I nod my head. “Sorry,” I mumble.

“So…?” she presses.

“Never mind. It’s stupid.” I stand up from the bench.

“Hold on. You’re not getting out of this so easily,” she says, firmly pulling me back down. “Tell me what it is.”

Now she’s like a slaver hound with a bone. “The Society of Conscious Thought,” I reply.

“What of them?”

“There have been rumors in the past; allegations that they provided the Jove technology used in the development of the slave implants that enabled Sansha Kuvakei to establish his Sansha’s Nation. And over the past few years the SoCT has handed out Jove ships in large numbers for free. Why? From nowhere, a crazy thought comes to me. What if similar tech has been surreptitiously embedded in those ships that are now spread all over New Eden? And then one day, a switch is flipped somewhere by someone, and these ships suddenly take over mind control of the Capsuleers piloting them, and they become like rogue drones in service to a hidden agenda that SoCT have been patiently planning for years?” Taking a deep breath, I study T’ali, trying to gauge her reaction to my, admittedly, wild conjecture. But all I see and hear are her inscrutable face and a stunned silence. Now, though, it is my chance to press her. “Well…? Fedo got your tongue?”

“Umm…I think you’re stuck so deep in a conspiracy theory, that we’d need a Titan to pull you out.”

“See? You’re laughing on the inside. I knew I shouldn’t have mentioned this.”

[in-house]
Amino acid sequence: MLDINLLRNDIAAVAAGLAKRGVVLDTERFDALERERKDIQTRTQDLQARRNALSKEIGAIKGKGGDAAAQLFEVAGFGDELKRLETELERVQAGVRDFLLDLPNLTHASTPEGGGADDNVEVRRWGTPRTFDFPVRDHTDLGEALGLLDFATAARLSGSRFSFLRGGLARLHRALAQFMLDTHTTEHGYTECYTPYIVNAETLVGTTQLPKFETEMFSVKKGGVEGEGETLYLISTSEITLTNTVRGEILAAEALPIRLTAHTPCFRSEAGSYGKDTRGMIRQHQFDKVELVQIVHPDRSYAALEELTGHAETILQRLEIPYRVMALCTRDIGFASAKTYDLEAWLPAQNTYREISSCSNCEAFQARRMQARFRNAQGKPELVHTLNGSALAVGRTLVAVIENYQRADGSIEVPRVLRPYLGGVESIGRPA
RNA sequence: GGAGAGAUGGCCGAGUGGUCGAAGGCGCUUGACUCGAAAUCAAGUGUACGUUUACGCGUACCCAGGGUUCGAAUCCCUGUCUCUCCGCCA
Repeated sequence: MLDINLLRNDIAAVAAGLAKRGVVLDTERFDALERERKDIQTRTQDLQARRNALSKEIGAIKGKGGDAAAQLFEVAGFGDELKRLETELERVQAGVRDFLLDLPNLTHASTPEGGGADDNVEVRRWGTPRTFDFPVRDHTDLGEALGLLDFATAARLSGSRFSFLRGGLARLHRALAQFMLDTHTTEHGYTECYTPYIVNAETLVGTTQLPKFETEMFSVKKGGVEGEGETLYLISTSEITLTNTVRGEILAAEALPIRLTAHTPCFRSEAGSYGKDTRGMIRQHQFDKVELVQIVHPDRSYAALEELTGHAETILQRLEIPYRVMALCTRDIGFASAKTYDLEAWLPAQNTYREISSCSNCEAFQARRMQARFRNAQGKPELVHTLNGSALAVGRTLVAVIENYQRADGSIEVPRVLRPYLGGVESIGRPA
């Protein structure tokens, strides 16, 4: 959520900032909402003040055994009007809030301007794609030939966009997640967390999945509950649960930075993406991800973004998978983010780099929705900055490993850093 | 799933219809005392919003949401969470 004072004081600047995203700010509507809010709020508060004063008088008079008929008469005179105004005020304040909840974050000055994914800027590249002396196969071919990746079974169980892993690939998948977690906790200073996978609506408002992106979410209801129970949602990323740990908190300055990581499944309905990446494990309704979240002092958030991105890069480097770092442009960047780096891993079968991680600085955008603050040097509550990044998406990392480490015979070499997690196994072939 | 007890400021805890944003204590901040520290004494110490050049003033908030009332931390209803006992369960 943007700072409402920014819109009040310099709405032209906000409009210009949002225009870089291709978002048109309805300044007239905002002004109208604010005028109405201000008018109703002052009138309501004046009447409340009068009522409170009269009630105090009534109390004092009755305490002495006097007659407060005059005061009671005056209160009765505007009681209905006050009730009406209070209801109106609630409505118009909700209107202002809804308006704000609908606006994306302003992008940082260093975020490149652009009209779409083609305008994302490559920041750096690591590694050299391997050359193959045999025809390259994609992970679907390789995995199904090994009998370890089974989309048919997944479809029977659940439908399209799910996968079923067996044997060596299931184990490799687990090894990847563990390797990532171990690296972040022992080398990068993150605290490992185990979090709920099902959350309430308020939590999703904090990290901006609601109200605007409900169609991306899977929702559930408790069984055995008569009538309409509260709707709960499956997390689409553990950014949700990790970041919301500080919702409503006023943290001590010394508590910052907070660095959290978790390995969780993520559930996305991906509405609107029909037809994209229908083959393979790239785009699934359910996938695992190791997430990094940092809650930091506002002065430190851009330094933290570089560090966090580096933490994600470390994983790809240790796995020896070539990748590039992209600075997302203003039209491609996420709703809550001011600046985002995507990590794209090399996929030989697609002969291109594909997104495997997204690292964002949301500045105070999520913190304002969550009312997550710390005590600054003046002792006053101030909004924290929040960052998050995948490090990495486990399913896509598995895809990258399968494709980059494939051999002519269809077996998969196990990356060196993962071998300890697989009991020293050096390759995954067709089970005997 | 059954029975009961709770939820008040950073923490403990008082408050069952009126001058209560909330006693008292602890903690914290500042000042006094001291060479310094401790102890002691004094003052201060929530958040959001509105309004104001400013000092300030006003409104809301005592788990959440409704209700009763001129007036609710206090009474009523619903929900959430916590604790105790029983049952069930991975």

“Oh, I’m not laughing. I’m not entirely sure what the correct response is to what you said. But I will give you credit for originality of thought.”

“And now you’re mocking me.”

“Okay, listen to me, Void Raven. You’re all doom and gloom. You’re filled with inner stress and turmoil and you see monsters lurking wherever you look. And I can see that my lighthearted attitude is adding frustration into the mix. Look, you need a distraction; something to take your mind off things. Now, there’s one thing that works like a charm to reduce pent up frustration and stress. One thing. Works every time. For everybody. What you need is a good f….”

“T’ali!” I exclaim, suddenly wrenched into a completely different frame of mind. “Language! By the Sisters, watch your tongue. Credo, remember?”

“fleet outing.” She creases her forehead. “What… what did you think I was going to say?” She holds out her cupped hands to me as if they are holding something valuable, a mischievous mien upon her face. “Here, I think this is your mind. I found it languishing in the gutter.” She pauses briefly, before continuing with that disarming smile of hers, “Although that would work too. And with fewer people and less travel involved, there’s not as much planning required. But seriously, a fleet outing would show you just how capable we are and would boost your confidence.”

Even though I’m chuckling inside, on the outside I’m squirming uncomfortably in the intensity of her gaze upon me.

“You definitely do blush in Triglavian Red, Void Raven. Quite the shrinking violet, aren’t you?”

“Can we just change the subject? Haven’t you embarrassed me enough yet? Well, anyway, now I won’t be able to go to sleep, so how about that drink you mentioned earlier?”

T’ali smiles and nods her head approvingly.

“You’re a real Pollyanna, you know,” I say.